As the Chromecast becomes more and more popular (it's even available overseas now), the market has seen an avalanche of Chromecast-compatible apps. We can play games, cast TV stations, and even mirror our screens, but today I'm going to show you a multifaceted tool that'll do everything from broadcasting your camera to displaying your documents.
EZCast, a fairly new Chromecast addition from Actions Microelectronics Company, allows you to mirror pictures, videos, your web browser, social media, and more through your Chromecast. Check it out below—I'll be using the Android version, but the functionality will be nearly identical for the iOS variant.
Note: EZCast has their own dongle, which is used to optimize the full-experience, so not every feature will work with Chromecast.
Connecting to your Chromecast is simple enough—download and install EZCast from the iOS App Store or Google Play, and wait for it to make a connection to your Wi-Fi network. Then select the Chromecast option to join your smartphone and television.
Once you've connected to your Chromecast dongle, you'll be taken to EZCast's start screen, which is made up of all the different features available. If you have any questions about how to use the app, you can tap on the question mark in the right corner, which will take you to on online guide, but I'll be breaking down everyone for you below.
When you select Photo, you'll be given several options as to where you want to pull photographs from. After choosing a specific app (I chose my stock Gallery), select a picture to cast it to your television. At the bottom of the picture on your device you'll see a pencil icon, which you can use to edit and draw on the picture (as demonstrated below).
The Camera option in EZCast sends a live feed of what your camera app is showing, using either the front-facing or rear camera. In addition, you can change the quality of the live feed to either low or high (with high causing more lag). Very cool feature for broadcasting your point of view, especially if you're in another room but connected to the same Wi-Fi network—makes for a great baby monitor/spy cam in a pinch.
Tip: Hold the phone horizontally for a full-screen live feed.
The majority of songs on your device can be cast through the Music feature, placing play and volume icons on your smartphone and a black music box-type interface on your TV. It may not look pretty, but hey, it works.
This feature is still quite buggy for the iOS version, so be on the lookout for updates to address it.
Similar to photos, you'll have several options to choose your videos from. Once that's set, select the video to play and controls will appear on your device (play, volume) while the video plays on your TV.
Tip: Shoot videos in horizontal prior to casting, for the full-screen experience.
Different file formats (PDFs, Word files, and other types of docs) saved in your storage work extremely well with EZCast, allowing you to zoom in and out with great detail.
As with photographs, you can draw on the phone to create notes, which could be a useful tool as part of a makeshift PowerPoint presentation of some sort.
The one feature that I know will be utilized by most of you is the Web feature, mirroring the built-in browser available in EZCast, through your Chromecast.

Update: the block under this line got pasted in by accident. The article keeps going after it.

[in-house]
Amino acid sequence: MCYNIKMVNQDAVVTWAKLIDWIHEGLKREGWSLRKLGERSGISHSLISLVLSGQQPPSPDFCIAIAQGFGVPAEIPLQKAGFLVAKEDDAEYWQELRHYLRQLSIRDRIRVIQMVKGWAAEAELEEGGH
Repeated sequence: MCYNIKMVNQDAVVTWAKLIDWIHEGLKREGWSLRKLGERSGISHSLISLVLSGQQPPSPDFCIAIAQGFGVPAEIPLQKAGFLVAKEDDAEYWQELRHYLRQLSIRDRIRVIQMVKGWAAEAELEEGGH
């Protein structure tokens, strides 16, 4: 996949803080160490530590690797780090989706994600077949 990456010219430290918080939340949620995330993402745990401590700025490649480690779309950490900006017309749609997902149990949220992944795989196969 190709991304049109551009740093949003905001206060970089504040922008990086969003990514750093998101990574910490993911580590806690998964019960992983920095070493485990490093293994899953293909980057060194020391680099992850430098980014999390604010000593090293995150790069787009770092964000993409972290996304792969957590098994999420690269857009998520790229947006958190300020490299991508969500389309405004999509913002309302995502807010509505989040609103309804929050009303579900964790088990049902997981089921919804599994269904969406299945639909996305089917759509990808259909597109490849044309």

In the web browser you can surf any website as you normally would, enlarging the view on your TV. If you want the mirror to appear bigger, tap on the full-screen icon on the bottom right.
Oh, and you can draw on the screen as well, just hit that pencil icon.
With Cloud Video, you'll be taken to video sites (in bubbles) that are optimized to work with the app. Of the video sites, not all of them work with Chromecast (but work well with the EZCast dongle); YouTube, Sky News, and CBS News all worked great.
Using Dropbox, you can mirror any of the documents, pictures, and videos you have saved in your cloud; just sign-in and grant the application permission.
Of all the features, this is the one that is the least compatible with Chromecast (and by least, I mean not at all). Every live video that I tried to watch ended with a pop-up stating "Chromecast doesn't support the format, please use EZCast dongle".
Oh well, nothing's perfect.
Both of these features aren't particularly useful to cast to the television, but you can use them if you have any complaints about the application or need to update.
Finally we have the Social feature, which basically just takes the web version of popular social media sites and places them in one area for you to access (you could do this in the Web feature if you wanted to).
I signed in with Twitter, and I've got to say it looked really good on my TV when used in landscape mode.
If you guys encounter any bugs, shoddy connections or incompatibilities, reboot the Chromecast for a fresh connection between your device and Chromecast. I found that most of the time, this fixed most of the issues I was having when trying to cast videos.
Overall, the application is solid, with just a few sporadic force-closes and some non-compatible features. Outside of that, this app is a fantastic tool to increase the functionality of the Chromecast.
Of all the features, my favorites were the ability to cast PDFs/Word documents, read web articles, and go through my Twitter account on a larger display. Hopefully we see some advancements and bug fixes made to the application soon, as I see myself using EZCast fairly often.